I shot this brief video earlier today in a state of astonishment. I had just returned home and saw our cat, Gato, sitting out on our front stoop with a strange bunny. They sat as I approached. I hoped to get inside and fetch my camera. I did so, left by the back door and came back around front, expecting they’d be gone by the time I returned. But they were there, and they stayed for a bit, as you’ll see. This video, unedited, is a minute and seven seconds.
I cannot think of any way to relate this to architecture, except perhaps by a recent post of mine, “Duo vs. the style wars,” in which I interpret a line from a piece by Duo Dickinson as wondering “Can’t we all just get along?” If Gato and this local bunny can get along, maybe so can classicists and modernists. Although it might be fun, I will not attempt to suggest which creature most closely represents which stylistic model. (Not that I necessarily think it would be a good thing if the two architectural camps were to get along; still, it is hard to be against comity.) The video is below:
About David Brussat
This blog was begun in 2009 as a feature of the Providence Journal, where I was on the editorial board and wrote a weekly column of architecture criticism for three decades. Architecture Here and There fights the style wars for classical architecture and against modern architecture, no holds barred.
History Press asked me to write and in August 2017 published my first book, "Lost Providence." I am now writing my second book.
My freelance writing on architecture and other topics addresses issues of design and culture locally and globally.
I am a member of the board of the New England chapter of the Institute of Classical Architecture & Art, which bestowed an Arthur Ross Award on me in 2002.
I work from Providence, R.I., where I live with my wife Victoria, my son Billy and our cat Gato.
If you would like to employ my writing and editing to improve your work, please email me at my consultancy, firstname.lastname@example.org, or call 401.351.0457.
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- Nikos Salingaros, mathematician at the University of Texas, architectural theorist and author of many books.
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Funny, Peter, that you should happen upon that GIF (or whatever it is) of the rabbit attacking the knight in light of my post today!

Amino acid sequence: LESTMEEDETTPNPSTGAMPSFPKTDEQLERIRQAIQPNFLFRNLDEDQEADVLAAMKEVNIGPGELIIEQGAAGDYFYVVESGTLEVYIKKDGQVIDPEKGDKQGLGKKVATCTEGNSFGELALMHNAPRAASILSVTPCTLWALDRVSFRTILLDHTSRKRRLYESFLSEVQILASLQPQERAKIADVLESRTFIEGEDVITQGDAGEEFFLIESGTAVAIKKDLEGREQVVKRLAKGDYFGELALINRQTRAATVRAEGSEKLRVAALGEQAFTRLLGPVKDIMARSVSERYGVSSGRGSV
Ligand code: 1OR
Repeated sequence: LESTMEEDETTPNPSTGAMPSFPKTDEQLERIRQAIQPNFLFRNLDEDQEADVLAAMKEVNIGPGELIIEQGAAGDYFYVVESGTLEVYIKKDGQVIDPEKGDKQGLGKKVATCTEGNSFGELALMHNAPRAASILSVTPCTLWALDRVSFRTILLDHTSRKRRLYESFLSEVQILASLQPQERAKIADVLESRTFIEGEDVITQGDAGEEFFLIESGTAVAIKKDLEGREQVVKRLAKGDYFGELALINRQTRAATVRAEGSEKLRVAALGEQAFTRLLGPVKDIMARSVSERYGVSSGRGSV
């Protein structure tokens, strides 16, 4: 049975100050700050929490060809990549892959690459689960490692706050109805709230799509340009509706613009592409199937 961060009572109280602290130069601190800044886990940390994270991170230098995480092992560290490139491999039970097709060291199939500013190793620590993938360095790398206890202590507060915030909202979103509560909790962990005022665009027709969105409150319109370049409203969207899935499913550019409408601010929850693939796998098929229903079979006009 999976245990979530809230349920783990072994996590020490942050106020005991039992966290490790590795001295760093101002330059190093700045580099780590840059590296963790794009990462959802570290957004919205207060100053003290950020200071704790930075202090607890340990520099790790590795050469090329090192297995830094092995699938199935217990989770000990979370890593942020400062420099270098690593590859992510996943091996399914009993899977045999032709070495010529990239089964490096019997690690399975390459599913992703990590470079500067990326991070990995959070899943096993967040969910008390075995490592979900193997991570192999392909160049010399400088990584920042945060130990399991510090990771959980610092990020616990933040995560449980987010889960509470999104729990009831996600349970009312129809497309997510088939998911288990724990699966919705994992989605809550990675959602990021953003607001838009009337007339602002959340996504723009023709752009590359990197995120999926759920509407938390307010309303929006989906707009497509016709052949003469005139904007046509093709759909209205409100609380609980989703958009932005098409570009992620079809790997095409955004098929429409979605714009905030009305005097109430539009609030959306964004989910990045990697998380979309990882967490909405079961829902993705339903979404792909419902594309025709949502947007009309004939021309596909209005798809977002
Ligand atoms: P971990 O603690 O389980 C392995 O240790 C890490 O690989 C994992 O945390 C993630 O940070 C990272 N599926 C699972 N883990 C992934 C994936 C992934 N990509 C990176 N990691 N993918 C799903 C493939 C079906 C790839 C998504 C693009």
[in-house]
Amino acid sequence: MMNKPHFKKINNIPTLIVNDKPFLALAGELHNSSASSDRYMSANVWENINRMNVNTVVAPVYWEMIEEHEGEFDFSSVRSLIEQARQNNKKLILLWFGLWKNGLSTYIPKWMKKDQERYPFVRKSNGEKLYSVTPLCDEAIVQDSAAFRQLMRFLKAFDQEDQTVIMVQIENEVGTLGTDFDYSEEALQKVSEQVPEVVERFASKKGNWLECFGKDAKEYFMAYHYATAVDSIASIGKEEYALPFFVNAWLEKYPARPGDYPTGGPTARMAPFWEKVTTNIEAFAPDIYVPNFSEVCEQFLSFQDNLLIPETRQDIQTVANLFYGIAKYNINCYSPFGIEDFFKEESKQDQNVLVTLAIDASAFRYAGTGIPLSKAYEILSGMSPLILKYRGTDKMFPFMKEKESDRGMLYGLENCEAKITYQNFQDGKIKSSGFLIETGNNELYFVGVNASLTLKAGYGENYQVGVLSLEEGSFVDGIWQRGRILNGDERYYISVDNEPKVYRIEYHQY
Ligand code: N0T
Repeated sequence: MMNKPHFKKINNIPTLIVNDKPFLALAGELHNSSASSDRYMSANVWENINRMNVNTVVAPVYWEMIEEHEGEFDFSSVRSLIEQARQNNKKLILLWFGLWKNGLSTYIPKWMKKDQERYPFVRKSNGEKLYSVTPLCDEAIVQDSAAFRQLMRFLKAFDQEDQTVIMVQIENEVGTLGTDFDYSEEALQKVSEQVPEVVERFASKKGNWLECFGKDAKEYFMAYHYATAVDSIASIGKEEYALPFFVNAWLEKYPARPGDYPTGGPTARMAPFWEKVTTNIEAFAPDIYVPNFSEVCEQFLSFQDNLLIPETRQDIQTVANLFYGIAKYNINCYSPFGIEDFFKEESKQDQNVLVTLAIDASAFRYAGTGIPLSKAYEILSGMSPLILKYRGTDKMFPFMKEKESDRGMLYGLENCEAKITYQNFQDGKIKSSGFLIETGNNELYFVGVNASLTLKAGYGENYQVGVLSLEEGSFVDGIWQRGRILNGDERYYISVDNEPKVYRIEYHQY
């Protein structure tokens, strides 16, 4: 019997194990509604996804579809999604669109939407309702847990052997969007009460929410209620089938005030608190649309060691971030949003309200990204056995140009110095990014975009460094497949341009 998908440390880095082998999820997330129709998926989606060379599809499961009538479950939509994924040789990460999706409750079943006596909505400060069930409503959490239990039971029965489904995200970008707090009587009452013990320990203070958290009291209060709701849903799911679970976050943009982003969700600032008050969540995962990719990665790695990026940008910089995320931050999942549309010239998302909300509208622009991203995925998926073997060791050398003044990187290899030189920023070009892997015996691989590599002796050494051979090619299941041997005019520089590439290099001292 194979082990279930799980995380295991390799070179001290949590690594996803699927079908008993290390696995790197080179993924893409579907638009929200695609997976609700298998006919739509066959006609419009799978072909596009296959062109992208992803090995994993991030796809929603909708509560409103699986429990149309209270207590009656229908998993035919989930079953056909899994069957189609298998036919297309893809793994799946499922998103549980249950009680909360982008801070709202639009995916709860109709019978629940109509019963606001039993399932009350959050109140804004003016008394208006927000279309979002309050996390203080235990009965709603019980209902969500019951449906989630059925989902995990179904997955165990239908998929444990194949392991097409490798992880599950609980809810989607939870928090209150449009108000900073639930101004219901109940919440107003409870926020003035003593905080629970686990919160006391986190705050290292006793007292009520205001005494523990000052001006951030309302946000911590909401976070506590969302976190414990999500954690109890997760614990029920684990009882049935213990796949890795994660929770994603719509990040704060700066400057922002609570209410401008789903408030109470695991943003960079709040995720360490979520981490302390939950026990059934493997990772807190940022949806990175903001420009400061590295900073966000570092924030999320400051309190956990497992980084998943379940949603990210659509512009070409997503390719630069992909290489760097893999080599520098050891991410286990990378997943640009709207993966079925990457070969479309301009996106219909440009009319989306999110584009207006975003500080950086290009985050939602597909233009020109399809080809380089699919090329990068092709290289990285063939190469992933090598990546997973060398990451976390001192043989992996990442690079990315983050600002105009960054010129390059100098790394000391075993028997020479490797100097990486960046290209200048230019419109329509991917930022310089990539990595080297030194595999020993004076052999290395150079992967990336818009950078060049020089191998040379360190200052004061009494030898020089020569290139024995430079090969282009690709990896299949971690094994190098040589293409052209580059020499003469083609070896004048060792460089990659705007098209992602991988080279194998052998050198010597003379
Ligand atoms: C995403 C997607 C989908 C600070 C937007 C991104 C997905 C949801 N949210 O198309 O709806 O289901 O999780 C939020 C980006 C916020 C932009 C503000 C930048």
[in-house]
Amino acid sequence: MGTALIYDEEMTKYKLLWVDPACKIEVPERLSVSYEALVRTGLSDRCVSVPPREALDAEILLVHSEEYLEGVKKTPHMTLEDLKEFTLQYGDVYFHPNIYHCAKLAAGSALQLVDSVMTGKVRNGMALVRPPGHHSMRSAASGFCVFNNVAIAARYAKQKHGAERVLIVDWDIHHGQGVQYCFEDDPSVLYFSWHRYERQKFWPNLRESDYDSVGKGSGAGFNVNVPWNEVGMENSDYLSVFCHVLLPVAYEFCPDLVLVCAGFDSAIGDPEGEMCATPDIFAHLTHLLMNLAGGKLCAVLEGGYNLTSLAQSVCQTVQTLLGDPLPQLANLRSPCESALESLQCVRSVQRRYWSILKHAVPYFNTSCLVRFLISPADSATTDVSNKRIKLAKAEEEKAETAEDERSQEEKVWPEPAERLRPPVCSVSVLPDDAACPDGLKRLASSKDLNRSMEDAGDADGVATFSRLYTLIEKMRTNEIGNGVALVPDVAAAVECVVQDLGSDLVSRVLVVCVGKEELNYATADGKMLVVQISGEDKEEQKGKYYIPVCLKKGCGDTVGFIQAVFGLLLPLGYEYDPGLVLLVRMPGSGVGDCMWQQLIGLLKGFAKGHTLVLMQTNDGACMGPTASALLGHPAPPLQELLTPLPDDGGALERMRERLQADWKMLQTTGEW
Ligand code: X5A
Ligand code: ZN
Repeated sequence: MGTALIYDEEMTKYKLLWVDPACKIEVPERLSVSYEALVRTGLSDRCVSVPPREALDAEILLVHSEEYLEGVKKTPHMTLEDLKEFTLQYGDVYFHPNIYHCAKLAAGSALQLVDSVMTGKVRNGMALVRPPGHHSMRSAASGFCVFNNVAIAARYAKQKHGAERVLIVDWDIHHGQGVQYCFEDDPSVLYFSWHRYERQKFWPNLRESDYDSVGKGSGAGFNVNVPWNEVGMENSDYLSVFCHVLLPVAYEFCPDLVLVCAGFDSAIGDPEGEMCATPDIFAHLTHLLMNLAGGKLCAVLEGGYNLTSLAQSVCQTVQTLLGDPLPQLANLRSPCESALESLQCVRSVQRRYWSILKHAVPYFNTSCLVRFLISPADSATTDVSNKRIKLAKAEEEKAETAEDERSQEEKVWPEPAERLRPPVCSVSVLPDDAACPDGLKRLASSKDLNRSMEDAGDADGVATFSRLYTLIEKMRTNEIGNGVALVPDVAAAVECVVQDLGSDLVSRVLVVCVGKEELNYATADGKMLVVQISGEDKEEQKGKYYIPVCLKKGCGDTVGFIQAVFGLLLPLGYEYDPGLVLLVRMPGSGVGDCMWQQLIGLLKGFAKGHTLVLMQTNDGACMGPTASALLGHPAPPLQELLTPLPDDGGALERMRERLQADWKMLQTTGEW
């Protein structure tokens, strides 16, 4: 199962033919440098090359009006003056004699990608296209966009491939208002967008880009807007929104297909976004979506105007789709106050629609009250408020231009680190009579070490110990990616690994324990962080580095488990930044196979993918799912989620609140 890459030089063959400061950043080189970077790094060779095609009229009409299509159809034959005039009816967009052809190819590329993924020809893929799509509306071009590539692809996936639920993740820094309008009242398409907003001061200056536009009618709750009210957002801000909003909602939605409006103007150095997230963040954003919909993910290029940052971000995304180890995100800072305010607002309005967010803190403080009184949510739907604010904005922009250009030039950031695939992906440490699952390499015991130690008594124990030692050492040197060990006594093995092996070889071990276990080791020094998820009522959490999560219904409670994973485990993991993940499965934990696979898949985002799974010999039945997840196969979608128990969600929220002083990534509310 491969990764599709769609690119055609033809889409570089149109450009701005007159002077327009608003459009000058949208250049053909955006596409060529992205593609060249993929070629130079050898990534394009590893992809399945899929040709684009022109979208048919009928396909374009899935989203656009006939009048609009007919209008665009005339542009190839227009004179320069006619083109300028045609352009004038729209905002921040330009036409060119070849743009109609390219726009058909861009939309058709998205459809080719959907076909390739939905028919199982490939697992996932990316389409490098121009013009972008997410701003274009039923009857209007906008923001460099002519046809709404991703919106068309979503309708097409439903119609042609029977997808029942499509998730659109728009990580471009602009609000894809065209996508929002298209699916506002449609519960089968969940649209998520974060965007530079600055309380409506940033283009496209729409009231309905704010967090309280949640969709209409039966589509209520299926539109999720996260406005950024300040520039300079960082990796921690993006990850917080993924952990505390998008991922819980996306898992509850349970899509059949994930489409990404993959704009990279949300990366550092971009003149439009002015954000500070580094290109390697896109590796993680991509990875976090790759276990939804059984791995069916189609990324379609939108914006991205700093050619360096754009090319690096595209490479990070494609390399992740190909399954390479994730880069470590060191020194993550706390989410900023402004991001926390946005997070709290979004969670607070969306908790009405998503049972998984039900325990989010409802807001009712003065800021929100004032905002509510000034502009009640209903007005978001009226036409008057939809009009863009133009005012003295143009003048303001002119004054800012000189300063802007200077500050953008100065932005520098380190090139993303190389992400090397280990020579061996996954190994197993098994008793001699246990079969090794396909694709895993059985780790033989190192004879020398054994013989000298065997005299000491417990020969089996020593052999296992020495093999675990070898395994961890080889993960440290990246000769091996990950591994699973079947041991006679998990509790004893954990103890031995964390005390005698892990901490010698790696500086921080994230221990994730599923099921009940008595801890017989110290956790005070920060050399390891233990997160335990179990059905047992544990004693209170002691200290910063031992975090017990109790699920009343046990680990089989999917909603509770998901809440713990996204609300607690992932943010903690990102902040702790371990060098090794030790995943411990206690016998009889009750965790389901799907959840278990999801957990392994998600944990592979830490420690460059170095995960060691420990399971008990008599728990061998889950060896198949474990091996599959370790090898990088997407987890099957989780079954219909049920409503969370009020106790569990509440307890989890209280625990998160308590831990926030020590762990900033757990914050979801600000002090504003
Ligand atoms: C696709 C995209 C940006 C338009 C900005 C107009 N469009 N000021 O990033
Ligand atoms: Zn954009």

So, the bunny hopped off to architecture school where it learned to hate the cat.
Probably! (But if you are riffing off Nir’s spellcheck error, he wrote Gato and it came out Hate. But that was an email reply to this post. Hmm.)
I couldn’t resist! Indeed, most people do love their pets, and animals, its why so many commercials have dogs or other animals in them even though they have nothing to do with the product. Its also why art shows that actually seek to sell to the public (e.g. Wickford Art Show) rather than to please academic critics, there are many paintings of animals (and beautiful landscapes, seascapes, street scenes…) and not the meaningless abstractions that appeal to academics and adorn many corporate walls… (my attempt to relate to usual blog theme!)
Very emotive! Barry, please send me your blog address!!
All the rubbing and head butting…Gato certainly had affection for that very little bunny. When I lived on College Hill, there were numerous encounters between our cats and the local possums. Once our friendliest cat walked along the top of the fence and stepped over a possum that was napping there. Another time, a possum got locked in the house overnight. In the morning, he was asleep in the kitchen window with three cats sleeping in the same room. They weren’t buddying up like Gato and the bunny, but there was no hint of animosity.
How delightful that we can watch nature’s beasts (including the domestic cat) commune so pacifically outside our own homes! Of course, Work, we don’t always see it, let alone film it, when they interact with less pacificity, as they are often wont to do.